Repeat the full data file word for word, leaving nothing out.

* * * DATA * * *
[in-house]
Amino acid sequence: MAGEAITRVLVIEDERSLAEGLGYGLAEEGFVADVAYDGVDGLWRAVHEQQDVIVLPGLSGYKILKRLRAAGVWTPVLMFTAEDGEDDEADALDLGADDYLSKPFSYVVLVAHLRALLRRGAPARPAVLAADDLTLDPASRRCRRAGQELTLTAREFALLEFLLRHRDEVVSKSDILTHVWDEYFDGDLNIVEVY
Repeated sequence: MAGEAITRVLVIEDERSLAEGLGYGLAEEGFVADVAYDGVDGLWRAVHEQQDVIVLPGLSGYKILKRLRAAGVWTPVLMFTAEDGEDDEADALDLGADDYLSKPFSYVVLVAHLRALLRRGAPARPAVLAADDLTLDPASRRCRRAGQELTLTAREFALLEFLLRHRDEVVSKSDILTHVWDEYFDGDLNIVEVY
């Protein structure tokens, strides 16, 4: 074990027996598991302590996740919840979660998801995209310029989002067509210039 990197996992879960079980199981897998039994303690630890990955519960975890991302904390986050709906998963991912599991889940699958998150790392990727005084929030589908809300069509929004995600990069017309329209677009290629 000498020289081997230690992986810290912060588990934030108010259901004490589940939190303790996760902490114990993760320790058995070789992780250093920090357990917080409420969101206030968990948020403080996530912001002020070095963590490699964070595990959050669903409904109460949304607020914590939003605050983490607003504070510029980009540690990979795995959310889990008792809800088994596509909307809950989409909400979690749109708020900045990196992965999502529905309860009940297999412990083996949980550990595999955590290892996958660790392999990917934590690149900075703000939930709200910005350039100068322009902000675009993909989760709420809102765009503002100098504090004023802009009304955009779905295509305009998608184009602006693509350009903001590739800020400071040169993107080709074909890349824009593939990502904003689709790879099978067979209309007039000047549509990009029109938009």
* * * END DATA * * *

[in-house]
Amino acid sequence: MAGEAITRVLVIEDERSLAEGLGYGLAEEGFVADVAYDGVDGLWRAVHEQQDVIVLPGLSGYKILKRLRAAGVWTPVLMFTAEDGEDDEADALDLGADDYLSKPFSYVVLVAHLRALLRRGAPARPAVLAADDLTLDPASRRCRRAGQELTLTAREFALLEFLLRHRDEVVSKSDILTHVWDEYFDGDLNIVEVY
Repeated sequence: MAGEAITRVLVIEDERSLAEGLGYGLAEEGFVADVAYDGVDGLWRAVHEQQDVIVLPGLSGYKILKRLRAAGVWTPVLMFTAEDGEDDEADALDLGADDYLSKPFSYVVLVAHLRALLRRGAPARPAVLAADDLTLDPASRRCRRAGQELTLTAREFALLEFLLRHRDEVVSKSDILTHVWDEYFDGDLNIVEVY
């Protein structure tokens, strides 16, 4: 074990027996598991302590996740919840979660998801995209310029989002067509210039 990197996992879960079980199981897998039994303690630890990955519960975890991302904390986050709906998963991912599991889940699958998150790392990727005084929030589908809300069509929004995600990069017309329209677009290629 000498020289081997230690992986810290912060588990934030108010259901004490589940939190303790996760902490114990993760320790058995070789992780250093920090357990917080409420969101206030968990948020403080996530912001002020070095963590490699964070595990959050669903409904109460949304607020914590939003605050983490607003504070510029980009540690990979795995959310889990008792809800088994596509909307809950989409909400979690749109708020900045990196992965999502529905309860009940297999412990083996949980550990595999955590290892996958660790392999990917934590690149900075703000939930709200910005350039100068322009902000675009993909989760709420809102765009503002100098504090004023802009009304955009779905295509305009998608184009602006693509350009903001590739800020400071040169993107080709074909890349824009593939990502904003689709790879099978067979209309007039000047549509990009029109938009």